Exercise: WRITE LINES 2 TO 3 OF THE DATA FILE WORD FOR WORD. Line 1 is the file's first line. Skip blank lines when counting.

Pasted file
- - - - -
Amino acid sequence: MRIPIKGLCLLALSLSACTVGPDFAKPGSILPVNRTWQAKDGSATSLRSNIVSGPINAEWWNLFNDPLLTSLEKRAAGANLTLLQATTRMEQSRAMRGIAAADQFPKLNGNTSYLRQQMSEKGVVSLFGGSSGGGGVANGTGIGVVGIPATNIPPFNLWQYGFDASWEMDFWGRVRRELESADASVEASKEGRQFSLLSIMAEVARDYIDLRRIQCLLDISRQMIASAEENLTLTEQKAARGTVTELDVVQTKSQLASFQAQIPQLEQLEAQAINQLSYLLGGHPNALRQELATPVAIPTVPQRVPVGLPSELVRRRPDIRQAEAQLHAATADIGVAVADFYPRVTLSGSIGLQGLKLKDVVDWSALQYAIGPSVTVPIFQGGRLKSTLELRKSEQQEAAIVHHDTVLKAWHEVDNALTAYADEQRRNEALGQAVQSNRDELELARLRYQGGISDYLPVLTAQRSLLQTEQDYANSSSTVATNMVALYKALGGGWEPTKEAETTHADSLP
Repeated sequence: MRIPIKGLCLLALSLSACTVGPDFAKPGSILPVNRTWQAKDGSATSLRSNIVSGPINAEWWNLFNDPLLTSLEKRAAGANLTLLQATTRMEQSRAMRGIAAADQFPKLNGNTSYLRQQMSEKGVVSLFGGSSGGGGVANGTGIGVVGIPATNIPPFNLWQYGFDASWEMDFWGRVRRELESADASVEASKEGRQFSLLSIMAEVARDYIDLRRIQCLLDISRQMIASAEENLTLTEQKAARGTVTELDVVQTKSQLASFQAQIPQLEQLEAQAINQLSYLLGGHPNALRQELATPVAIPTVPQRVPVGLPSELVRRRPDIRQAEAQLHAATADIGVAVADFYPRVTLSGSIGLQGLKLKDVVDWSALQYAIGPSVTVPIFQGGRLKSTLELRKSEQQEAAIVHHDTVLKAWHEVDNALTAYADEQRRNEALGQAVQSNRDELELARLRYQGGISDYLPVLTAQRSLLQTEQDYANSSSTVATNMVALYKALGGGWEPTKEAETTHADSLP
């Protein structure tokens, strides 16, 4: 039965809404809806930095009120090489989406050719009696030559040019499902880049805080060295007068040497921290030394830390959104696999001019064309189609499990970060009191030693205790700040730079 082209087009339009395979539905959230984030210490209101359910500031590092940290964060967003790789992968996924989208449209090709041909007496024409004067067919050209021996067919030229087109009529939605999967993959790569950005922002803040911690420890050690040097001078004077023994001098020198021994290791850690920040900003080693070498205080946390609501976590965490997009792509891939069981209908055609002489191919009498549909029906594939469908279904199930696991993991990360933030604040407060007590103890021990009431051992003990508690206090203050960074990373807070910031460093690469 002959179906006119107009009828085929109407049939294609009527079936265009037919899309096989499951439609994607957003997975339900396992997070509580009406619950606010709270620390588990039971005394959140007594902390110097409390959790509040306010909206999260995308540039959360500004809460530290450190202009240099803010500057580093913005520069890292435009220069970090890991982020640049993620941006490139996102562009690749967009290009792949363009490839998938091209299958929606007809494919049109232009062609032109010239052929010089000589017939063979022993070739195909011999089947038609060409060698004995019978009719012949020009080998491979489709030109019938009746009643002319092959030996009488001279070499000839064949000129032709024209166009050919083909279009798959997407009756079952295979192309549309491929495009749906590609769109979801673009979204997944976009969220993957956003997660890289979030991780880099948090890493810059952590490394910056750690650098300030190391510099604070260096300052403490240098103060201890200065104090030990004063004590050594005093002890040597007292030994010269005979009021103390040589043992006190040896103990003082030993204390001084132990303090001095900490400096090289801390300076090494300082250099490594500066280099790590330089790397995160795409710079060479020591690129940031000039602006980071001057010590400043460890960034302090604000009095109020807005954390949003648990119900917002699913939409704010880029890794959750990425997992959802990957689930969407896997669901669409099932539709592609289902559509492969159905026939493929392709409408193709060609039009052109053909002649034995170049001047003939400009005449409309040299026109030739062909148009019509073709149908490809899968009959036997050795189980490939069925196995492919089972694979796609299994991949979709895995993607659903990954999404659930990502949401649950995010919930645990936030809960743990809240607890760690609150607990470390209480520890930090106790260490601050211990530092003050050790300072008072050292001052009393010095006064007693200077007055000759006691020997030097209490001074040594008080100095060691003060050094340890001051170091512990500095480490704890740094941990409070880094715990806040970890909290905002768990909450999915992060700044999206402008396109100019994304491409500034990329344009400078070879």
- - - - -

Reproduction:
Repeated sequence: MRIPIKGLCLLALSLSACTVGPDFAKPGSILPVNRTWQAKDGSATSLRSNIVSGPINAEWWNLFNDPLLTSLEKRAAGANLTLLQATTRMEQSRAMRGIAAADQFPKLNGNTSYLRQQMSEKGVVSLFGGSSGGGGVANGTGIGVVGIPATNIPPFNLWQYGFDASWEMDFWGRVRRELESADASVEASKEGRQFSLLSIMAEVARDYIDLRRIQCLLDISRQMIASAEENLTLTEQKAARGTVTELDVVQTKSQLASFQAQIPQLEQLEAQAINQLSYLLGGHPNALRQELATPVAIPTVPQRVPVGLPSELVRRRPDIRQAEAQLHAATADIGVAVADFYPRVTLSGSIGLQGLKLKDVVDWSALQYAIGPSVTVPIFQGGRLKSTLELRKSEQQEAAIVHHDTVLKAWHEVDNALTAYADEQRRNEALGQAVQSNRDELELARLRYQGGISDYLPVLTAQRSLLQTEQDYANSSSTVATNMVALYKALGGGWEPTKEAETTHADSLP
């Protein structure tokens, strides 16, 4: 039965809404809806930095009120090489989406050719009696030559040019499902880049805080060295007068040497921290030394830390959104696999001019064309189609499990970060009191030693205790700040730079 082209087009339009395979539905959230984030210490209101359910500031590092940290964060967003790789992968996924989208449209090709041909007496024409004067067919050209021996067919030229087109009529939605999967993959790569950005922002803040911690420890050690040097001078004077023994001098020198021994290791850690920040900003080693070498205080946390609501976590965490997009792509891939069981209908055609002489191919009498549909029906594939469908279904199930696991993991990360933030604040407060007590103890021990009431051992003990508690206090203050960074990373807070910031460093690469 002959179906006119107009009828085929109407049939294609009527079936265009037919899309096989499951439609994607957003997975339900396992997070509580009406619950606010709270620390588990039971005394959140007594902390110097409390959790509040306010909206999260995308540039959360500004809460530290450190202009240099803010500057580093913005520069890292435009220069970090890991982020640049993620941006490139996102562009690749967009290009792949363009490839998938091209299958929606007809494919049109232009062609032109010239052929010089000589017939063979022993070739195909011999089947038609060409060698004995019978009719012949020009080998491979489709030109019938009746009643002319092959030996009488001279070499000839064949000129032709024209166009050919083909279009798959997407009756079952295979192309549309491929495009749906590609769109979801673009979204997944976009969220993957956003997660890289979030991780880099948090890493810059952590490394910056750690650098300030190391510099604070260096300052403490240098103060201890200065104090030990004063004590050594005093002890040597007292030994010269005979009021103390040589043992006190040896103990003082030993204390001084132990303090001095900490400096090289801390300076090494300082250099490594500066280099790590330089790397995160795409710079060479020591690129940031000039602006980071001057010590400043460890960034302090604000009095109020807005954390949003648990119900917002699913939409704010880029890794959750990425997992959802990957689930969407896997669901669409099932539709592609289902559509492969159905026939493929392709409408193709060609039009052109053909002649034995170049001047003939400009005449409309040299026109030739062909148009019509073709149908490809899968009959036997050795189980490939069925196995492919089972694979796609299994991949979709895995993607659903990954999404659930990502949401649950995010919930645990936030809960743990809240607890760690609150607990470390209480520890930090106790260490601050211990530092003050050790300072008072050292001052009393010095006064007693200077007055000759006691020997030097209490001074040594008080100095060691003060050094340890001051170091512990500095480490704890740094941990409070880094715990806040970890909290905002768990909450999915992060700044999206402008396109100019994304491409500034990329344009400078070879």